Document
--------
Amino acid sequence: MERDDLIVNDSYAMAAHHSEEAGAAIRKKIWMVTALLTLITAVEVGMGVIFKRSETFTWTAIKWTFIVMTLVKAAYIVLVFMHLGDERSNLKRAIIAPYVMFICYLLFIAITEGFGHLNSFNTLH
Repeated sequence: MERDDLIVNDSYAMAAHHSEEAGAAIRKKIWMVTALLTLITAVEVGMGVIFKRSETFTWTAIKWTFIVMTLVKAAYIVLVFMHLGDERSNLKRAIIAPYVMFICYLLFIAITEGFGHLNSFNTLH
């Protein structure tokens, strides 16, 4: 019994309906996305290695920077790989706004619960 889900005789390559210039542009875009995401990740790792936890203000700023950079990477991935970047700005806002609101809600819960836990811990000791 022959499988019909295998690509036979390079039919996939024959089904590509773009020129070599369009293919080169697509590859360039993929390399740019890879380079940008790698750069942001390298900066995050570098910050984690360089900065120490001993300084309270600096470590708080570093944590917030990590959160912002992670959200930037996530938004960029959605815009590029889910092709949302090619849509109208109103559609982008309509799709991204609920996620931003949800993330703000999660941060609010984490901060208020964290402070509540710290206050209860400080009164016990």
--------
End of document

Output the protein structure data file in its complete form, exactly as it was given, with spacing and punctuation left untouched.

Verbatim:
Amino acid sequence: MERDDLIVNDSYAMAAHHSEEAGAAIRKKIWMVTALLTLITAVEVGMGVIFKRSETFTWTAIKWTFIVMTLVKAAYIVLVFMHLGDERSNLKRAIIAPYVMFICYLLFIAITEGFGHLNSFNTLH
Repeated sequence: MERDDLIVNDSYAMAAHHSEEAGAAIRKKIWMVTALLTLITAVEVGMGVIFKRSETFTWTAIKWTFIVMTLVKAAYIVLVFMHLGDERSNLKRAIIAPYVMFICYLLFIAITEGFGHLNSFNTLH
């Protein structure tokens, strides 16, 4: 019994309906996305290695920077790989706004619960 889900005789390559210039542009875009995401990740790792936890203000700023950079990477991935970047700005806002609101809600819960836990811990000791 022959499988019909295998690509036979390079039919996939024959089904590509773009020129070599369009293919080169697509590859360039993929390399740019890879380079940008790698750069942001390298900066995050570098910050984690360089900065120490001993300084309270600096470590708080570093944590917030990590959160912002992670959200930037996530938004960029959605815009590029889910092709949302090619849509109208109103559609982008309509799709991204609920996620931003949800993330703000999660941060609010984490901060208020964290402070509540710290206050209860400080009164016990």